The great thing about food blogging is that I get new ideas from other bloggers all the time. This recipe is from a reader who commented on my blog and he goes by the name 'Foodbin'. I can imagine the size of his stomach. I hope I'm wrong.
I used Kraft's Jacob crackers (I couldn't find Meiji crackers, my fav) instead of marie biscuits which I imagine would give the rolls a sugary sweet taste. However, I found that the crackers didn't make the crust tastier and in fact soaked up a lot of oil so I would recommend using panko or fine breadcrumbs. The breadcrumbs would also make a crispy crust compared to the crackers crumbs which turned soggy very quickly. I also added strips of red bell peppers which I happened to have. I think you can use any meat--beef, pork or chicken. Since I was using pork loin, which is tougher than tenderloin, I cut it into thinner slices of 0.5 to 0.7 cm thick. Be adventurous. Use a variety of fillings. A soft cheese like ricotta would be good too. These little rolls, which remind me of Japanese beef rolls, are good as cocktail appetizers but beware, the crackers/breadcrumbs are like micro-sponges. If oil is your concern, you can pan-fry the rolls with a drizzle of oil and light soy sauce instead.
12 pieces pork/beef tenderloin or chops/chicken breasts
6 stalks of scallions or spring onions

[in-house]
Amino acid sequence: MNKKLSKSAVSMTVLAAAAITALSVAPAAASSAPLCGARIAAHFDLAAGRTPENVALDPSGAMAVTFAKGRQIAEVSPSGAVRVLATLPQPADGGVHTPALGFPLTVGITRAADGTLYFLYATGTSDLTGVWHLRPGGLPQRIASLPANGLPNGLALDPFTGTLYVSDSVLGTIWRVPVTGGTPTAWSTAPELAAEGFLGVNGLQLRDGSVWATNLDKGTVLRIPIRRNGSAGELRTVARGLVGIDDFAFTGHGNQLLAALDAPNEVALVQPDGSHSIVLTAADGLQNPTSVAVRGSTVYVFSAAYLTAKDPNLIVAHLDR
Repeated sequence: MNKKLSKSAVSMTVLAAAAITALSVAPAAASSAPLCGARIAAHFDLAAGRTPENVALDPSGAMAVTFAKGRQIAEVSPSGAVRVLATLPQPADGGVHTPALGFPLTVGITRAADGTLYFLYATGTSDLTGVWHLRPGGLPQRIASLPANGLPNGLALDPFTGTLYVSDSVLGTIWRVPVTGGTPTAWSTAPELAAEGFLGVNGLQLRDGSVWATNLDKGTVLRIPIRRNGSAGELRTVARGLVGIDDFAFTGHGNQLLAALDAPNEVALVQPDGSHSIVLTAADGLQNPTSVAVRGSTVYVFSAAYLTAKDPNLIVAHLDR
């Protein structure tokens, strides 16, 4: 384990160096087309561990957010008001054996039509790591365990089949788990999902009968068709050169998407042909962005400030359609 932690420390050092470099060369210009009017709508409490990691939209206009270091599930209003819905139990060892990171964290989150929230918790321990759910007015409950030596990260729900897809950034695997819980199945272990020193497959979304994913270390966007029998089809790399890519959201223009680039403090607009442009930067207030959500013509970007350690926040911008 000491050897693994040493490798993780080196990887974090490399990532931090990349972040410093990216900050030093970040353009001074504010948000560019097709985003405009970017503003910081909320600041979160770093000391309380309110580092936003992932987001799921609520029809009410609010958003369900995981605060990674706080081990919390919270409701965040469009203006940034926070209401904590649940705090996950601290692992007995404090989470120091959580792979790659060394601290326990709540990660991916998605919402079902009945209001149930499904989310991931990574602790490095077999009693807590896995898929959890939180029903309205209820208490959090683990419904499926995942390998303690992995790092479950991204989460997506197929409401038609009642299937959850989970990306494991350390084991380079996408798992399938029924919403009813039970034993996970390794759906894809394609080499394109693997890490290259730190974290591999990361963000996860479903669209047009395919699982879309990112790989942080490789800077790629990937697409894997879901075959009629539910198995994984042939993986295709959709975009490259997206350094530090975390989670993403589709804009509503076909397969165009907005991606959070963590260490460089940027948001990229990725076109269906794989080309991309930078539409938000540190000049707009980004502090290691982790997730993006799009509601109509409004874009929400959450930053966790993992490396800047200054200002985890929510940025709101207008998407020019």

1 small red bell pepper, in julienned strips
1 cup fine breadcrumbs (original recipe: marie biscuits)
1/2 cup cornflour (original recipe: plain flour)
salt & pepper
1 egg, beaten
1. Cut meat into 1/2 cm thick pieces. Use a mallet to hammer the meat into thinner pieces but do not break the meat through. Season the meat with salt and pepper.
2. Put a strip of bell pepper and a stalk of spring onion in the center of the piece of meat, adding more of the bell pepper and spring onion if necessary. Roll the meat up.
3. Coat the rolls lightly with cornflour, dip into the beaten egg and then into the breadcrumbs, rolling it firmly into the crumbs. At this point you can chill the rolls for 20 minutes in the fridge so that they are easier to handle during frying.
4. Heat the oil and deep-fry the rolls, 3 to 4 at a time, at medium heat. Drain on kitchen paper.
5. Cut rolls into maki sushi-sized pieces. Securing the pieces together with wooden skewers makes cutting easier and gives neater uniform pieces. Serve with a soy sauce-lime-chili dip.